I was letting another worker use the M18 and he was cutting a couple of 2" holes in subflooring with a new Lenox hole saw and after the two hole the battery needed to be recharged and it took more than 30 minutes to get it fully charged. I lent him one of my Blue Boar TCT hole cutters and the holes were cut in 1/10 the time and the demand on the battery was a whole lot less. With cordless tools the drill bit or hole cutter choice is a lot more important than it is with corded drills.

            With the DeWalt I can carry only two battery packs as the recharge time is so short. With the Milwaukee by itself I would want to have at least 3 spare battery packs available.

            I would avoid the Hitachi cordless as their chucks tend to slip with drill bits and the drills put out a lot less usable torque than either the Milwaukee or the DeWalt lithium-ion powered drills and when the overload they just stop and you have to wait for them to cool which can happen multiple times on the same hole.

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            • #7
              Re: Thoughts on drills.

              I have one of the new DeWalt hammer drills with the lithium-ion battery packs and the metal chuck is not really a blessing. With particularly heavy drilling or using a large hole cutter the chuck will jam and I need to use channel lock pliers to loosen it. Happened to me yesterday after I used it to cut a 6-1/4" hole through 1-1/8" OSB with one of the new Blue Boar TCT hole cutters.

              The drill had no problem making the hole but the chuck locked up and out came the pliers. I have started putting a pair in the drill case so I have them handy when needed.

              The Milwaukee M18 drill we also use has a metal chuck by as with every other Milwaukee drill I have owned with a keyless chuck it never jams. The Milwaukee chucks hold even small round twist drill shanks without slipping and yet releases easily. But the recharge time for the Milwaukee batteries is more than double that of the DeWalt which averages under 20 minutes.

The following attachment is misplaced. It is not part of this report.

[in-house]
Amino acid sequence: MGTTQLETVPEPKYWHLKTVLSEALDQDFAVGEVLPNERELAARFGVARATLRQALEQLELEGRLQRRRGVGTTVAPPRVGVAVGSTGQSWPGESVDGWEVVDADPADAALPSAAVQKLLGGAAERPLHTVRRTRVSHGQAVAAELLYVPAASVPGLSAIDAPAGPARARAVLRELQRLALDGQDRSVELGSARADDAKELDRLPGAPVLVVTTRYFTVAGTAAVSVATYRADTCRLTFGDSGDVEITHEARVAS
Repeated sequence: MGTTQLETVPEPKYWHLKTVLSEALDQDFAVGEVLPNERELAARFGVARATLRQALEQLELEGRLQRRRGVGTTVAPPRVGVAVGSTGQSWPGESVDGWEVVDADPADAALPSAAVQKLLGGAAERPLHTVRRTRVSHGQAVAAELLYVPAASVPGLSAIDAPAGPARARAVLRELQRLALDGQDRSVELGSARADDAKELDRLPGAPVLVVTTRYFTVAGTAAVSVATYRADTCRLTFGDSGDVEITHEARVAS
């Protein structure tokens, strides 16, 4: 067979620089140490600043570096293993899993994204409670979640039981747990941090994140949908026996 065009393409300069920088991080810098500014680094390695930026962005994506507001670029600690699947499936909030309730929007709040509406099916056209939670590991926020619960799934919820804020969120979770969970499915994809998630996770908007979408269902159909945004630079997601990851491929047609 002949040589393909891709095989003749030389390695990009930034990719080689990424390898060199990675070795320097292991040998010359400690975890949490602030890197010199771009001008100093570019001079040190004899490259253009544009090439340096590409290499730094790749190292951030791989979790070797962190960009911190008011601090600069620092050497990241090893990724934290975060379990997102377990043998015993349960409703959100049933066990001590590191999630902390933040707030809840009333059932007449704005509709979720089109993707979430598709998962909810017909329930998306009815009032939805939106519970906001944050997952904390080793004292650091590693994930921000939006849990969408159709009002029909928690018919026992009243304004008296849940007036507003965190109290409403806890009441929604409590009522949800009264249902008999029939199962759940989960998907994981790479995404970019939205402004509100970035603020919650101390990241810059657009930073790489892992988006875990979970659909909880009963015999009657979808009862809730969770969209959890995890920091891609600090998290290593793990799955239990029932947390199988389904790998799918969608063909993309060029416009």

I was letting another worker use the M18 and he was cutting a couple of 2" holes in subflooring with a new Lenox hole saw and after the two hole the battery needed to be recharged and it took more than 30 minutes to get it fully charged. I lent him one of my Blue Boar TCT hole cutters and the holes were cut in 1/10 the time and the demand on the battery was a whole lot less. With cordless tools the drill bit or hole cutter choice is a lot more important than it is with corded drills.

              With the DeWalt I can carry only two battery packs as the recharge time is so short and having 3-speed ranges the battery life is better. With the Milwaukee by itself I would want to have at least 2 spare battery packs available.

              I would avoid the Hitachi cordless as their chucks tend to slip with drill bits and the drills put out a lot less usable torque than either the Milwaukee or the DeWalt lithium-ion powered drills and when the overload they just stop and you have to wait for them to cool which can happen multiple times on the same hole.

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              • #8
                Re: Thoughts on drills.

                I have used Makita's for years and my 12 volt unit died two months ago. I was looking to step up to an 18 volt LI model. I tested Milwaukee, DeWalt, Ridgid, Makita, Hitachi, and HILTI. The HILTI was by far the most impressive in bench tests so I bought it. WOW. After a 2 months of hard use, I have not looked back. I would not hesitate to recommend the HILTI. It costs a little more, but the performance is superior. Battery life is excellant.